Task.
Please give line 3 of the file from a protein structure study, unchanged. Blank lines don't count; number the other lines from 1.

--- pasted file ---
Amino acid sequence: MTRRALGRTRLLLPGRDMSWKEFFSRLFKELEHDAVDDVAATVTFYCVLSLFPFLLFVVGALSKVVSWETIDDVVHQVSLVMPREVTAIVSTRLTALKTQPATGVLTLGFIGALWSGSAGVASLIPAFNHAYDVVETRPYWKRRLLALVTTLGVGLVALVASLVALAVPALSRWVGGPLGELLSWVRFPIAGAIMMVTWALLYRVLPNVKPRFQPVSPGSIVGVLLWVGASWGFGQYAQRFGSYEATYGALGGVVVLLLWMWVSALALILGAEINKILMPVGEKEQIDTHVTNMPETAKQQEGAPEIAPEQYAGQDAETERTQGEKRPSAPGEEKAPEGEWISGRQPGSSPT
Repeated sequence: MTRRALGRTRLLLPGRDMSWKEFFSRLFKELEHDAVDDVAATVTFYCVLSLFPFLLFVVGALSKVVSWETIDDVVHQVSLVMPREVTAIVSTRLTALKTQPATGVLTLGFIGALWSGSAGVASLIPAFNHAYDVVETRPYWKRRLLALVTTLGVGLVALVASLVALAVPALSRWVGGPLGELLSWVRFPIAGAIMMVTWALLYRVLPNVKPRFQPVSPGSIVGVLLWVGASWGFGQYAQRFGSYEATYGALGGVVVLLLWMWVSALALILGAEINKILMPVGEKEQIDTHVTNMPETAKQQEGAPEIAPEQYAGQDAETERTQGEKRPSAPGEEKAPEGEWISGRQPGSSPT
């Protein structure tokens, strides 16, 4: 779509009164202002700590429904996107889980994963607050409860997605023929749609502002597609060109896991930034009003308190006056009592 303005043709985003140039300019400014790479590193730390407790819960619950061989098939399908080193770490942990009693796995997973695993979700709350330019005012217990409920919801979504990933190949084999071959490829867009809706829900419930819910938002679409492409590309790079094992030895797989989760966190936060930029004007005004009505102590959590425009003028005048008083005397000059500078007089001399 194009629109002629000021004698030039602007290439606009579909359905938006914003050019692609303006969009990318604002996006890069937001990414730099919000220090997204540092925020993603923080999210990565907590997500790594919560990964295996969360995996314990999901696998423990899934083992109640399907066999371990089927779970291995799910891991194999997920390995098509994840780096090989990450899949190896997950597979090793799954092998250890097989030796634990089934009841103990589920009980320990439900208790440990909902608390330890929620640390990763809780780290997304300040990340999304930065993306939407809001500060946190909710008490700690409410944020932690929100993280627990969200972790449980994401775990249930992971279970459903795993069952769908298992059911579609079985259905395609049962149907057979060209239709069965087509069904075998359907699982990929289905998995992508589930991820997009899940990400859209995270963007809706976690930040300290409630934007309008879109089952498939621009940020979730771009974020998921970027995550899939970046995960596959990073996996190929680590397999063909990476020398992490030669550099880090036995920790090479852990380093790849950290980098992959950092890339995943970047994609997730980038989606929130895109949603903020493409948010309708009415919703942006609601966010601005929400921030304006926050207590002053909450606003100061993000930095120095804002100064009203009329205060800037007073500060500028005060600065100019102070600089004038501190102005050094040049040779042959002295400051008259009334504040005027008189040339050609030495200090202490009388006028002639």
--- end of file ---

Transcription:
């Protein structure tokens, strides 16, 4: 779509009164202002700590429904996107889980994963607050409860997605023929749609502002597609060109896991930034009003308190006056009592 303005043709985003140039300019400014790479590193730390407790819960619950061989098939399908080193770490942990009693796995997973695993979700709350330019005012217990409920919801979504990933190949084999071959490829867009809706829900419930819910938002679409492409590309790079094992030895797989989760966190936060930029004007005004009505102590959590425009003028005048008083005397000059500078007089001399 194009629109002629000021004698030039602007290439606009579909359905938006914003050019692609303006969009990318604002996006890069937001990414730099919000220090997204540092925020993603923080999210990565907590997500790594919560990964295996969360995996314990999901696998423990899934083992109640399907066999371990089927779970291995799910891991194999997920390995098509994840780096090989990450899949190896997950597979090793799954092998250890097989030796634990089934009841103990589920009980320990439900208790440990909902608390330890929620640390990763809780780290997304300040990340999304930065993306939407809001500060946190909710008490700690409410944020932690929100993280627990969200972790449980994401775990249930992971279970459903795993069952769908298992059911579609079985259905395609049962149907057979060209239709069965087509069904075998359907699982990929289905998995992508589930991820997009899940990400859209995270963007809706976690930040300290409630934007309008879109089952498939621009940020979730771009974020998921970027995550899939970046995960596959990073996996190929680590397999063909990476020398992490030669550099880090036995920790090479852990380093790849950290980098992959950092890339995943970047994609997730980038989606929130895109949603903020493409948010309708009415919703942006609601966010601005929400921030304006926050207590002053909450606003100061993000930095120095804002100064009203009329205060800037007073500060500028005060600065100019102070600089004038501190102005050094040049040779042959002295400051008259009334504040005027008189040339050609030495200090202490009388006028002639």